But Mrs Finch says we just need to let them get on with it. "Parents know that kids will make mistakes while learning to walk or ride a bicycle, yet they don't want their kids to make mistakes with money," she says. "Helping children learn about money management does not require financial expertise, but rather the willingness to give control and responsibility for money to the child." This philosophy has been adopted by Sean Wildey, an airline pilot and father of three who has created a spreadsheet to record the balance of his sons' allowances. Mr Wildey says the pocket money his children receive is dependent on their age. He gives his eldest son, Joshua, 13, Dh50 a week, middle son, Felix, 12, Dh30 a week and 10-year-old Henry Dh20 a week.

"For the younger two, I record it on a spreadsheet - something I introduced about three or four years ago," says Mr Wildey, who lives in Umm Suquiem, Dubai, with his wife, Kate, a teaching assistant. "I wanted them to understand the concept of a bank account; that money is put in on a regular basis and you can withdraw from that, but you have to monitor your balance. "My eldest Joshua has gone back to a cash system and he gets Dh50 a week to spend on bigger purchases and running his own phone. Part of that was to give him more spending power, but it does mean I can't control what he spends."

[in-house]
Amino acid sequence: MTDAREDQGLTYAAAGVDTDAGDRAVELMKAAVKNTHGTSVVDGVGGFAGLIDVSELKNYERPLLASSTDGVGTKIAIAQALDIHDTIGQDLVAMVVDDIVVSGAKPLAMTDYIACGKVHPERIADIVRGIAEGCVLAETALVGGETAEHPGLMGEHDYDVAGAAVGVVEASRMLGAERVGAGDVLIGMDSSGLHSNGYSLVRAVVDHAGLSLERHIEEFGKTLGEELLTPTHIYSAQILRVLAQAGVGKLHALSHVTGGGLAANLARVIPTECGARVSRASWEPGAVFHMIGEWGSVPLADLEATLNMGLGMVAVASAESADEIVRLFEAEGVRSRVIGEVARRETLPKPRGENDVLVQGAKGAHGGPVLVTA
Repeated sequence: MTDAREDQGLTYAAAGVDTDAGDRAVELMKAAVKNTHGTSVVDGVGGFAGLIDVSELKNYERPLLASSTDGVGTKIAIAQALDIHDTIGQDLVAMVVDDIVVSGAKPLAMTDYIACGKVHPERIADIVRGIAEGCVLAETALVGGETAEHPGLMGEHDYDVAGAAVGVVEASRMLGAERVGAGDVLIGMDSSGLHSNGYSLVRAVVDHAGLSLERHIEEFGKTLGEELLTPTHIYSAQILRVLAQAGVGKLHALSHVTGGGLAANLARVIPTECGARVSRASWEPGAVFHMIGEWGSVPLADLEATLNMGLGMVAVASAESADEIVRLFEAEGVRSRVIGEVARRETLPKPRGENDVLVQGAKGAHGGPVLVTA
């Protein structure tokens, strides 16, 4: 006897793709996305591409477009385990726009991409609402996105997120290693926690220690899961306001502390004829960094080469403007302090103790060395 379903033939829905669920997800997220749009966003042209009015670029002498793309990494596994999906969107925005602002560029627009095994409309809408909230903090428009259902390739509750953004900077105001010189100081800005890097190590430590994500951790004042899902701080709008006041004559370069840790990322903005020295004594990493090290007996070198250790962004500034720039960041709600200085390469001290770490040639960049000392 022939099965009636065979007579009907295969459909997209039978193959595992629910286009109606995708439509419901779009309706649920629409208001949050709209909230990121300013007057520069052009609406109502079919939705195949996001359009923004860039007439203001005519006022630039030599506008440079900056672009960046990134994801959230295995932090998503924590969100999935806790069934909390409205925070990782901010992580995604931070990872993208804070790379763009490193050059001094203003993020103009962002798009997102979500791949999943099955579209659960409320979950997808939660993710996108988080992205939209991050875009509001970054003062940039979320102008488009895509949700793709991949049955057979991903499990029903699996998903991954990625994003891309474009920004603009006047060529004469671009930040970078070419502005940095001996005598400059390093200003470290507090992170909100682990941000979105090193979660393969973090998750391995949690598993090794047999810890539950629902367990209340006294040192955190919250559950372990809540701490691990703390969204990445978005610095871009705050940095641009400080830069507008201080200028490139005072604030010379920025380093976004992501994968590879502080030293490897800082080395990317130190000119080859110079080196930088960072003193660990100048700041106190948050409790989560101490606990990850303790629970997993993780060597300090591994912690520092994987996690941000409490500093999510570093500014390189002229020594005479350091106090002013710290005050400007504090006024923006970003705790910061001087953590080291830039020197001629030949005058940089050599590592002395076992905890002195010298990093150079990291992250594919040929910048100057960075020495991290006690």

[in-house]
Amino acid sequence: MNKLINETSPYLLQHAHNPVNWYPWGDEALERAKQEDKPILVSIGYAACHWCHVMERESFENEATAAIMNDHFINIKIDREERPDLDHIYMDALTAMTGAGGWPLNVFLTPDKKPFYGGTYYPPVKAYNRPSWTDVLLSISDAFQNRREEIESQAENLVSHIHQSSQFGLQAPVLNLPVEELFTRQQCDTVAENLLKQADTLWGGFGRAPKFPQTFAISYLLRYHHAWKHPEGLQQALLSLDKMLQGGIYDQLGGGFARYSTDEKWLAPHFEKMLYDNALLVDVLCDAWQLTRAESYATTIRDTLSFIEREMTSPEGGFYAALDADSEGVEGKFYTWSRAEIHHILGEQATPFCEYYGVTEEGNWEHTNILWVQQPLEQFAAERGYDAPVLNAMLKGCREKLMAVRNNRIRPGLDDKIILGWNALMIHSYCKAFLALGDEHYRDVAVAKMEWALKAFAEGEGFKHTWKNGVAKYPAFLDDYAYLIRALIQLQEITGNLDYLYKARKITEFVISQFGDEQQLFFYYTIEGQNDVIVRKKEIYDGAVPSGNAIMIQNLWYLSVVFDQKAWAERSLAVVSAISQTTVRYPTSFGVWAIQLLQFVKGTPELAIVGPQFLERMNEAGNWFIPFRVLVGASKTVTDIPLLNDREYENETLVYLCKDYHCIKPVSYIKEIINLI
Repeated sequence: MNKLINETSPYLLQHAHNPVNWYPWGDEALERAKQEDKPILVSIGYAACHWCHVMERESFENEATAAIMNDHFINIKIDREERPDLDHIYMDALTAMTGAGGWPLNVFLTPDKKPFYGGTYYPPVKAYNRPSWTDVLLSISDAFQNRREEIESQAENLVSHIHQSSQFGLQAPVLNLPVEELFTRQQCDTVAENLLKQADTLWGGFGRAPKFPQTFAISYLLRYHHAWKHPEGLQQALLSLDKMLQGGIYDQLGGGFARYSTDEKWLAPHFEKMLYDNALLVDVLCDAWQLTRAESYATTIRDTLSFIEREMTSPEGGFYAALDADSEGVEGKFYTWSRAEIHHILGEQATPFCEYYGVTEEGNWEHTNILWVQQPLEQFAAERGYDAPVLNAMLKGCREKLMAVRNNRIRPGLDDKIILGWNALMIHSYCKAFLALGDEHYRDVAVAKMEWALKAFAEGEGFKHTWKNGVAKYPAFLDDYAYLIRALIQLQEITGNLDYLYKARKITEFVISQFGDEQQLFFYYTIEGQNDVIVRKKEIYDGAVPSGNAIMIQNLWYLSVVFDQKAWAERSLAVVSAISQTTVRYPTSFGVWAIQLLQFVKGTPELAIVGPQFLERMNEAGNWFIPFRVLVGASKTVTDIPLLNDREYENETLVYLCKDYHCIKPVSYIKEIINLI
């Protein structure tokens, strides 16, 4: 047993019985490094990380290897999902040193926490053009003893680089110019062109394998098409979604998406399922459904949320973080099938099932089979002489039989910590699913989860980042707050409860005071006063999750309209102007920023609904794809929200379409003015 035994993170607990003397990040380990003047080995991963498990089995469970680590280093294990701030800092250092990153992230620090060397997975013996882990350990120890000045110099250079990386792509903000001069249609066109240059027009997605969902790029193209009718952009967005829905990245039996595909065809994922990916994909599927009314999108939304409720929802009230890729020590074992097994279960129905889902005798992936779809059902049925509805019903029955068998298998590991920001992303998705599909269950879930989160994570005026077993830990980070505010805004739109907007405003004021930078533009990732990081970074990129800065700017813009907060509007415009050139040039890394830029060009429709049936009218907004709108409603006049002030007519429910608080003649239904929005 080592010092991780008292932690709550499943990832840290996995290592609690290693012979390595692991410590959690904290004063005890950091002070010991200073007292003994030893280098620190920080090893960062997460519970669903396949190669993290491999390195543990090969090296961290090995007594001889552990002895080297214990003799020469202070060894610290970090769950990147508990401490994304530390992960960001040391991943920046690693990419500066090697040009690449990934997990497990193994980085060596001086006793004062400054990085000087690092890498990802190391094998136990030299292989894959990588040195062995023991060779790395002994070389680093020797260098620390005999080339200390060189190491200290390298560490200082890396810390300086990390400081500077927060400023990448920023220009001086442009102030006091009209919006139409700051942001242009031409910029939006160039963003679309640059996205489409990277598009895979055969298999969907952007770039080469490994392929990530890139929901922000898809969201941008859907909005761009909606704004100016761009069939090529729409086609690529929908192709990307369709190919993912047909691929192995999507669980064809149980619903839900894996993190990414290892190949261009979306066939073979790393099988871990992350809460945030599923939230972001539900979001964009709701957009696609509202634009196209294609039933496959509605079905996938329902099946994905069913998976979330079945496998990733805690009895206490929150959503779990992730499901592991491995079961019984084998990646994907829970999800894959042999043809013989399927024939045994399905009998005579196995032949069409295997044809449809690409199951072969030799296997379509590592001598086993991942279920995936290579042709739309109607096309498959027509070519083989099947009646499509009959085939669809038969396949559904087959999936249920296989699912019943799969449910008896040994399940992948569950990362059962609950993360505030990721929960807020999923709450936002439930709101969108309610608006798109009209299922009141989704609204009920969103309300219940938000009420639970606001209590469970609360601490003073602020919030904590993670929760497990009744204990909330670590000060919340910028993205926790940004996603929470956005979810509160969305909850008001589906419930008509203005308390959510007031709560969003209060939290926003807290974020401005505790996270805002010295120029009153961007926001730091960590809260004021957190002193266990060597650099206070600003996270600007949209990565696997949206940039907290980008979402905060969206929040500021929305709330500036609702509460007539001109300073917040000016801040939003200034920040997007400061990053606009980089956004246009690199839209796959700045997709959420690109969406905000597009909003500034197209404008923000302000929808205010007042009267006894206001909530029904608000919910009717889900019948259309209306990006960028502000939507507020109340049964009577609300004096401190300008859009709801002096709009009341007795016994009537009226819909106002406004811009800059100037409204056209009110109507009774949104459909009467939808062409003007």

While Mr Wildey believes his children are still too young to start talking about diverse portfolios, he tries to instil a sense of reality. "One of my sons wants to be a marine biologist, but he also wants to drive a Lamborghini so I told him what he was likely to earn when he left university and asked him to calculate how many months it would take him to afford one." So when is a good time for parents to begin educating children about money and personal finance?

"As soon as they begin to show an interest," says Mr Britton, the author. "Very young children can hand over money in shops and count the change for example." While Mr Wildey first introduced pocket money to his children at the age of five, Mr Dawson, a father of two boys aged two-and-a-half and seven months, has a piggy bank ready to go. "My eldest is used to the idea that you give the person at the till the plastic card and that pays for things, so he has to learn that that plastic card comes from working," he says. "At some stage, we'll start to introduce the fact that if he helps out, he will receive dirhams in return and that when he has so many dirhams he can buy certain things."

Ultimately, you can offer children the best financial guidance in the world, but if they like to spend, then they'll simply go ahead and spend it. "My children all have very different attitudes to money," says Mr Wildey. "Henry is fascinated about money and likes to have a large bank balance. Felix, the middle one, is good at targeted saving, but my eldest, Joshua, will spend it on the first thing he can. They've all received the same education from me, but I predict the eldest will have the biggest financial problems when he first goes out there."


Updated: October 9, 2010 04:00 AM